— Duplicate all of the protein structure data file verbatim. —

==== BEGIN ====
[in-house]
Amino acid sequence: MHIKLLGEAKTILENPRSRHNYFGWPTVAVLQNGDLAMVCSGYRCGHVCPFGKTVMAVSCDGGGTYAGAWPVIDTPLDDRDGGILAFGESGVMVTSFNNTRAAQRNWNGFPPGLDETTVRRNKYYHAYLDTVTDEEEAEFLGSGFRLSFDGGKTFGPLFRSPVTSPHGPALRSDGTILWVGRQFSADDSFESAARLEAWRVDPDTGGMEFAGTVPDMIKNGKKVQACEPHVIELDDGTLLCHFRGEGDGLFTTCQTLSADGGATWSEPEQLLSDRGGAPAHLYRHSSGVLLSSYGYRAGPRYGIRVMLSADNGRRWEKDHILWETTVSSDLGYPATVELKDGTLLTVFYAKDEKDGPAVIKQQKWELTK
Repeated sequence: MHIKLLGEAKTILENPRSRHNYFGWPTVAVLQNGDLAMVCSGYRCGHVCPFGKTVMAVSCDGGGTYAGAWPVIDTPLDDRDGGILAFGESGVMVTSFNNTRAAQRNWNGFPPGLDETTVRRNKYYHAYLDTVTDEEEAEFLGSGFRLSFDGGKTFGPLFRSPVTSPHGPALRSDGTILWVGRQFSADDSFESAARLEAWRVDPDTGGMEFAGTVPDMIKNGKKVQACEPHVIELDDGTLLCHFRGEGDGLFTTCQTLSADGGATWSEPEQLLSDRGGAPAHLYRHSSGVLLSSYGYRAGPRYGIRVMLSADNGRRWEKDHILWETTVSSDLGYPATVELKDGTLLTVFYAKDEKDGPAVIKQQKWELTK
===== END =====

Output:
[in-house]
Amino acid sequence: MHIKLLGEAKTILENPRSRHNYFGWPTVAVLQNGDLAMVCSGYRCGHVCPFGKTVMAVSCDGGGTYAGAWPVIDTPLDDRDGGILAFGESGVMVTSFNNTRAAQRNWNGFPPGLDETTVRRNKYYHAYLDTVTDEEEAEFLGSGFRLSFDGGKTFGPLFRSPVTSPHGPALRSDGTILWVGRQFSADDSFESAARLEAWRVDPDTGGMEFAGTVPDMIKNGKKVQACEPHVIELDDGTLLCHFRGEGDGLFTTCQTLSADGGATWSEPEQLLSDRGGAPAHLYRHSSGVLLSSYGYRAGPRYGIRVMLSADNGRRWEKDHILWETTVSSDLGYPATVELKDGTLLTVFYAKDEKDGPAVIKQQKWELTK
Repeated sequence: MHIKLLGEAKTILENPRSRHNYFGWPTVAVLQNGDLAMVCSGYRCGHVCPFGKTVMAVSCDGGGTYAGAWPVIDTPLDDRDGGILAFGESGVMVTSFNNTRAAQRNWNGFPPGLDETTVRRNKYYHAYLDTVTDEEEAEFLGSGFRLSFDGGKTFGPLFRSPVTSPHGPALRSDGTILWVGRQFSADDSFESAARLEAWRVDPDTGGMEFAGTVPDMIKNGKKVQACEPHVIELDDGTLLCHFRGEGDGLFTTCQTLSADGGATWSEPEQLLSDRGGAPAHLYRHSSGVLLSSYGYRAGPRYGIRVMLSADNGRRWEKDHILWETTVSSDLGYPATVELKDGTLLTVFYAKDEKDGPAVIKQQKWELTK